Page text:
Natural gas bulls kept the pressure on futures prices on Friday as the July contract once again reached $8 before backing off in a late round of profit taking to settle at $7.918, up 11 cents from Thursday's close and 25.5 cents higher than the previous week's $7.663 finish.
While the market's gains were of interest, a lot of the trader talk Friday surrounded the rumors that the New York Mercantile Exchange was courting suitors interested in acquiring the 135-year-old commodity exchange (see related story). Reports had Nymex attempting to sell itself to NYSE Euronext, Deutsche Boerse or the Chicago Mercantile Exchange (CME) for more than $14 billion.
"This has been a long time coming," said a New York broker. "The rumor is that the New York Stock Exchange is going to bid over $14 billion for Nymex. It really is not a surprise; we've heard for a while that NYSE has been interested in expanding into the commodity arena. From my perspective, I thought CME would be the major suitor once it finished buying the Chicago Board of Trade. Nymex is already in bed with CME on Globex, so CME would make sense."
Turning attention to Friday's trade, some market participants said the price risk is still firmly to the upside. "We really are still bouncing back and forth here. By touching $8 again Friday, we basically hit the last minor resistance level before we head up to the first major resistance line up at $8.210," said Steve Blair, a broker with Rafferty Technical Research. "The late round of selling Friday shouldn't be seen as weakness in my opinion. It was simply profit taking ahead of the weekend."
Blair noted that even though fundamentals are bearish, the risk is to the upside. "There are many factions in this market that are looking at the fact that we are in hurricane season and hot weather is coming. A lot of speculative traders look at these facts and see prices with a limited downside, [and] with a much more unlimited upside. Nobody wants to be caught short and walk in the next day to a sustainable hot weather forecast in the Northeast because then they will be caught in a vacuum."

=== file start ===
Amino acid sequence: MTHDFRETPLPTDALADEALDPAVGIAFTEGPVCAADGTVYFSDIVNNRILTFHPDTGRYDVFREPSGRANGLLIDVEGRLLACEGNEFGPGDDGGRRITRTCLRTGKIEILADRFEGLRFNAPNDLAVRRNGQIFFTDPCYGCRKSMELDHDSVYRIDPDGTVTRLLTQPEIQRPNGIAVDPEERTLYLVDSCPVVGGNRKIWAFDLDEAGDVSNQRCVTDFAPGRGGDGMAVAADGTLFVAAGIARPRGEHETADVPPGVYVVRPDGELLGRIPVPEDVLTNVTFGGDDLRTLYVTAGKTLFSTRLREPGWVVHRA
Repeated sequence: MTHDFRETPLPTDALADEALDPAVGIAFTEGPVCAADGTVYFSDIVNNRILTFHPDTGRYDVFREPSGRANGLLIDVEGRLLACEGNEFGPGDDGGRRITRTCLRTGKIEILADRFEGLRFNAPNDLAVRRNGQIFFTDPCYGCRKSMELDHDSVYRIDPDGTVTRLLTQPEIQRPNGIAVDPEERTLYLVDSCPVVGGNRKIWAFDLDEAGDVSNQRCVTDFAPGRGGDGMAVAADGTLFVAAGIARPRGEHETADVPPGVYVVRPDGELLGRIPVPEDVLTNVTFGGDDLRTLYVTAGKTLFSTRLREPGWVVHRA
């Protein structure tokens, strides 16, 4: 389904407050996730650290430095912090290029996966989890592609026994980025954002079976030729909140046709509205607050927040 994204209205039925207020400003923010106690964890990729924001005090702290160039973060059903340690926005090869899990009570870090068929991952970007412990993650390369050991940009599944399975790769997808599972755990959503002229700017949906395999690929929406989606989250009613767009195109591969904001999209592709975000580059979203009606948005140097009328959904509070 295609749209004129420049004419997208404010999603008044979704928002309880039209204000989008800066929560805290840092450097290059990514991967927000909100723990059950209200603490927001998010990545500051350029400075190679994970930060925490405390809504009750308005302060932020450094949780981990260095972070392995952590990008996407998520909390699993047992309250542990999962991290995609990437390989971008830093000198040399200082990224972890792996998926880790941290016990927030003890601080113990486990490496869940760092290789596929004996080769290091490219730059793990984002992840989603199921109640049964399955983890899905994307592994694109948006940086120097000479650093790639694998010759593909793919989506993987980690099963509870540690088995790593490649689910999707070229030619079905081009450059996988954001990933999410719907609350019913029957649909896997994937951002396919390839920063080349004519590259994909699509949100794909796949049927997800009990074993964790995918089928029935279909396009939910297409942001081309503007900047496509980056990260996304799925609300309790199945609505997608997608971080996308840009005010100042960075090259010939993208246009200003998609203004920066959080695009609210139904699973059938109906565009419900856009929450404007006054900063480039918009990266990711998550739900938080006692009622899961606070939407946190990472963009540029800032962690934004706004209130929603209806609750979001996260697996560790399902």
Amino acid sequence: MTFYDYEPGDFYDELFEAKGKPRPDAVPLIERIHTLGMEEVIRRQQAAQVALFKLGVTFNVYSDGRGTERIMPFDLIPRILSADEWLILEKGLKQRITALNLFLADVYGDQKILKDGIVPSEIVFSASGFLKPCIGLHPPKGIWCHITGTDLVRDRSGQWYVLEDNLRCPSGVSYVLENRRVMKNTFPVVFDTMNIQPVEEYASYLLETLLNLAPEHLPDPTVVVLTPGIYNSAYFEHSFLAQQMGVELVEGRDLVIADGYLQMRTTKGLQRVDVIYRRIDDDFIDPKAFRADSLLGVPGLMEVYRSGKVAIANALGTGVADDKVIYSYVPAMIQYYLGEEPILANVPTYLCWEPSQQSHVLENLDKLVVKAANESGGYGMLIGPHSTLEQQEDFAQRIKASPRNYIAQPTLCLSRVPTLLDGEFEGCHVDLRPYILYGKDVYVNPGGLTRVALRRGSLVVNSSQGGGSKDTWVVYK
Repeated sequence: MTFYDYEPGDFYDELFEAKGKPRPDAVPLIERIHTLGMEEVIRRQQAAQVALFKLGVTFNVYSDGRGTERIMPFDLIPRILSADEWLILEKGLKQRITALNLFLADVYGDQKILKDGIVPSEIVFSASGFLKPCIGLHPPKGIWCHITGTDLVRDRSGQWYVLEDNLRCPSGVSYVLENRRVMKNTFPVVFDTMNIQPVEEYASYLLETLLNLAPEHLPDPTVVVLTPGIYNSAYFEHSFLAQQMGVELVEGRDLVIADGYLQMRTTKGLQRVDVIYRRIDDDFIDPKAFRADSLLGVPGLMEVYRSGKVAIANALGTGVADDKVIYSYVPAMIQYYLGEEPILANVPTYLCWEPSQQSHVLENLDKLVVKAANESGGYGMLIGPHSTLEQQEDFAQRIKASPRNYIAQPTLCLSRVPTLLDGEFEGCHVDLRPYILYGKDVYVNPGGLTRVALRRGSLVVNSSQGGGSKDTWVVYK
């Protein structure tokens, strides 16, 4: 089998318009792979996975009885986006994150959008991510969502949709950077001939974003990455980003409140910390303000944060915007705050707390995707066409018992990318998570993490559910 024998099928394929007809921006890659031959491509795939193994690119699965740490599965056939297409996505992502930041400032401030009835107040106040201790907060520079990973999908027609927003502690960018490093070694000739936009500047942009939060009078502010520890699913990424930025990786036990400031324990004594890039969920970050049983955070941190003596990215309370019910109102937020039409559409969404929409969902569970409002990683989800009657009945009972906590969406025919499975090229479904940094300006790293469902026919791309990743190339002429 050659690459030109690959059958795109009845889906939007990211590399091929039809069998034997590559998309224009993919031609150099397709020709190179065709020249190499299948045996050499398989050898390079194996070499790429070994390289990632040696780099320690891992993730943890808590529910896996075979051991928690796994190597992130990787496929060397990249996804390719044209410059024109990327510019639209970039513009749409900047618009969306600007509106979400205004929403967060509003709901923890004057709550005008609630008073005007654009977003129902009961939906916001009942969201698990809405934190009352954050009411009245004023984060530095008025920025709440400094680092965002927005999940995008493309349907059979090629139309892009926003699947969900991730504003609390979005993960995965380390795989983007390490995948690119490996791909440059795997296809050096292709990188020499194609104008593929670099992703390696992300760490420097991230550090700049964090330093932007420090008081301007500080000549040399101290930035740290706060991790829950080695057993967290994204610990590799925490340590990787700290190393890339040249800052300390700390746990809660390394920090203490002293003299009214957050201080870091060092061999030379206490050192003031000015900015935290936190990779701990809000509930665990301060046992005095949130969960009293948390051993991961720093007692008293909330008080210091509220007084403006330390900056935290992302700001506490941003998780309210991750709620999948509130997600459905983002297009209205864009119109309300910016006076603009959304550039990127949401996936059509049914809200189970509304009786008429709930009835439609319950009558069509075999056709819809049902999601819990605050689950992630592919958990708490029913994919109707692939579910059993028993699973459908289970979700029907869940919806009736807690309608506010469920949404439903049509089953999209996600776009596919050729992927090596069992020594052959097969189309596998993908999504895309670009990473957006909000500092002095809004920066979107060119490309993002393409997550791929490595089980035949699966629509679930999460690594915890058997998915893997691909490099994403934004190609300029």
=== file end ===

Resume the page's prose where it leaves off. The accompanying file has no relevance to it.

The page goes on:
Blair added that natural gas is currently being led higher by strength in the petroleum futures sector, especially gasoline. On Friday, July crude gained 35 cents to close at $68/bbl, while July gasoline jumped 3.54 cents to finish at $2.2601/gallon.
Thursday's storage report could be read either way, but bulls pointed to anticipated warm weather and a near-active tropical environment. At first blush, Thursday's healthy gains appeared to be the result of a slightly bullish injection figure showing a 92 Bcf build, which was somewhat below expectations. Yet it was hard to find a bear anywhere in the petroleum trading rings in New York Thursday as July crude oil rose $1.39/bbl to $67.65/bbl, and healthy gains were recorded in heating oil and gasoline as well.
Traders close to the action Thursday felt that the strength in natural gas was somewhat deceptive. "The [natural gas] market kept going with the crude oil, and it encountered some resistance, but went out strong," said a New York floor trader. Even with the bullish storage number, he said, natural gas would not have risen had it not been for the strength in crude oil. "It would have come off at the $7.800 level without the strong crude oil," he said. July natural gas settled Thursday at $7.808, up 20 cents.
The double-bull twins of hot weather and tropical activity, though not yet fully in play, are certainly on traders' minds. Forecaster MDA EarthSat in its Friday morning forecast for the six- to 10-day period said its weather models for the East "are still vigorously debating [this] week's heat event with the European versions maintaining hotter weather much deeper into the week vs. the cooler American models."
The National Weather Service (NWS) reported no tropical storms at present, but there are four tropical waves -- which can be the predecessor to a tropical depression -- active in the Atlantic, Caribbean and South America. In its Friday morning report, the NWS showed a wave in the Atlantic Ocean at 12N, 20W, a second in the eastern Caribbean at 16N, 64W, a third near Colombia at 11N, 73W and one near Central America at 16N, 94W.
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